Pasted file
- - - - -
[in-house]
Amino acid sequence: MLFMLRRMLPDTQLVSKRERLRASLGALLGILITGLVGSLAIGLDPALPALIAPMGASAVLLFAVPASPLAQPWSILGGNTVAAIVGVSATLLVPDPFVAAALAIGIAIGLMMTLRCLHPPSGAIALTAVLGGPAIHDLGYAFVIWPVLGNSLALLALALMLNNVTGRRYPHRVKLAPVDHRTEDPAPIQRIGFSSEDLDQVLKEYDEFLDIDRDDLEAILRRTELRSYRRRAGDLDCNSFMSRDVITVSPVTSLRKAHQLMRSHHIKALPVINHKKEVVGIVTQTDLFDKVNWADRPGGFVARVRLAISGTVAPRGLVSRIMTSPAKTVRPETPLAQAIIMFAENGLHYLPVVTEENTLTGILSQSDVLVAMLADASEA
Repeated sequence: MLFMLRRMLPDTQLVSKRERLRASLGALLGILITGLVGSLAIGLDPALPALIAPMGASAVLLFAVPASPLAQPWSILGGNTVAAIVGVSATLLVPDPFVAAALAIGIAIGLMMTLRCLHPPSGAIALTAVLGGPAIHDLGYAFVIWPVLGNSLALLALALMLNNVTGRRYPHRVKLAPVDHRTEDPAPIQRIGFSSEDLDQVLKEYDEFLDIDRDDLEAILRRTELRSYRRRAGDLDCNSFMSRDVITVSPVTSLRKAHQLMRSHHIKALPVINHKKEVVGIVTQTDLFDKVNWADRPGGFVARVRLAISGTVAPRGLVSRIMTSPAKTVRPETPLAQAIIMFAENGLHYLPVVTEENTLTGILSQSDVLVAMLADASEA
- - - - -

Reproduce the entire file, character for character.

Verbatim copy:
[in-house]
Amino acid sequence: MLFMLRRMLPDTQLVSKRERLRASLGALLGILITGLVGSLAIGLDPALPALIAPMGASAVLLFAVPASPLAQPWSILGGNTVAAIVGVSATLLVPDPFVAAALAIGIAIGLMMTLRCLHPPSGAIALTAVLGGPAIHDLGYAFVIWPVLGNSLALLALALMLNNVTGRRYPHRVKLAPVDHRTEDPAPIQRIGFSSEDLDQVLKEYDEFLDIDRDDLEAILRRTELRSYRRRAGDLDCNSFMSRDVITVSPVTSLRKAHQLMRSHHIKALPVINHKKEVVGIVTQTDLFDKVNWADRPGGFVARVRLAISGTVAPRGLVSRIMTSPAKTVRPETPLAQAIIMFAENGLHYLPVVTEENTLTGILSQSDVLVAMLADASEA
Repeated sequence: MLFMLRRMLPDTQLVSKRERLRASLGALLGILITGLVGSLAIGLDPALPALIAPMGASAVLLFAVPASPLAQPWSILGGNTVAAIVGVSATLLVPDPFVAAALAIGIAIGLMMTLRCLHPPSGAIALTAVLGGPAIHDLGYAFVIWPVLGNSLALLALALMLNNVTGRRYPHRVKLAPVDHRTEDPAPIQRIGFSSEDLDQVLKEYDEFLDIDRDDLEAILRRTELRSYRRRAGDLDCNSFMSRDVITVSPVTSLRKAHQLMRSHHIKALPVINHKKEVVGIVTQTDLFDKVNWADRPGGFVARVRLAISGTVAPRGLVSRIMTSPAKTVRPETPLAQAIIMFAENGLHYLPVVTEENTLTGILSQSDVLVAMLADASEA